Thursday, February 26, 2015
Voice Over played in Lincoln Center’s Film Comment Selects 2015 series on March 3.
Voice Over sketches a portrait of an upper-middle-class family in Chile, flitting from one highly charged plot point to the next (a birth, a funeral, an illicit affair, the dissolution of a marriage) without probing too deeply into any of the characters or feelings involved. That can make it feel a bit like an upscale soap opera, as beautiful sisters Sofia (Ingrid Isensee) and Ana (María José Siebald), their flawless skin generally lit to a caramel glow, speculate in upscale settings about other members of their family, with an occasional break to have sex (Sofia with an inappropropriate boyfriend; Ana with a blandly supportive husband) or take care of their children.
Sofia is an actress who does voiceovers so she doesn't have to move to Santiago for work. Ana is a new mother who moves back to Valdivia to help take care of their mother, Matilde (Gloria's excellent Paulina García, underutilized here), after Matilde's separation from the girls' father. Their father is the sisters' favorite topic of conversation because Sofia is obsessed with a secret she's just learned about him that will, if true, force her to rethink her impression of him and of her family's past. Ana, the older and more pragmatic sister, periodically insists they're too old to be obsessed with what their father did or didn't do, but she usually seems just as eager as Sofia to talk about it.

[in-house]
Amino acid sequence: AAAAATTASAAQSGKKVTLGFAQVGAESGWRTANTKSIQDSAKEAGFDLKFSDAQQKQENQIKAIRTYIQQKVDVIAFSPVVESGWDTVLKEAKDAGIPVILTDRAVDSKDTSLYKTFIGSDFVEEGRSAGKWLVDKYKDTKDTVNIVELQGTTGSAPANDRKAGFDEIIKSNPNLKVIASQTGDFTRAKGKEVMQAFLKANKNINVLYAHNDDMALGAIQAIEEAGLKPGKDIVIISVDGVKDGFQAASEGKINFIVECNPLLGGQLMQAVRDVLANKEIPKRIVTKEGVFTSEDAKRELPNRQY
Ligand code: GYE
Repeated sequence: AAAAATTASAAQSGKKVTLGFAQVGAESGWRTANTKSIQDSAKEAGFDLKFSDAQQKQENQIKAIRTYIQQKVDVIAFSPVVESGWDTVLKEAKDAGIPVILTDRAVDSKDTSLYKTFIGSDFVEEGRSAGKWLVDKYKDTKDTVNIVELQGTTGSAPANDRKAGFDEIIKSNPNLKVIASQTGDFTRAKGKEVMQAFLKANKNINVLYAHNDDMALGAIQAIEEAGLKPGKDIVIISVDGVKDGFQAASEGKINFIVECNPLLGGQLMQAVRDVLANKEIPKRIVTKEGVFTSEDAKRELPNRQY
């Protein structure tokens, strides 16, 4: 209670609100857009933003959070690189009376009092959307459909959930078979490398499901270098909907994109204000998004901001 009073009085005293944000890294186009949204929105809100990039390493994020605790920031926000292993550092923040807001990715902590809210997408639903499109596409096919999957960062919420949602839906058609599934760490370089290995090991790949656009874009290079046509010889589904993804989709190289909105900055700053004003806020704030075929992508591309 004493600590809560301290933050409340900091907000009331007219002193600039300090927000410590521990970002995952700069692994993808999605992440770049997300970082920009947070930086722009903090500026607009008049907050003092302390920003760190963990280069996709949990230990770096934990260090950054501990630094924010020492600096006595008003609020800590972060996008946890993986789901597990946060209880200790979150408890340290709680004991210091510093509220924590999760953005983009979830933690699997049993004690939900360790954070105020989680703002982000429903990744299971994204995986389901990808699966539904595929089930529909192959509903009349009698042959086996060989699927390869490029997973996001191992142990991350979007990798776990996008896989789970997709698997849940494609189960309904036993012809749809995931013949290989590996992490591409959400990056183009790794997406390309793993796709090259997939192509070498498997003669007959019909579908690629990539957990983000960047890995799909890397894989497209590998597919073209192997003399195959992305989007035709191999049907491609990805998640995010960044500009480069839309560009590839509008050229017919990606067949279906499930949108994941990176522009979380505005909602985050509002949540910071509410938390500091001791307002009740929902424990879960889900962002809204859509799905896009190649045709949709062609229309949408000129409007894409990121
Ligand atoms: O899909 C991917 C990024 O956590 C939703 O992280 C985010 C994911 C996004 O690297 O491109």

The film has a tamped-down tastefulness that makes it feel a bit sedated. Read the rest in Slant Magazine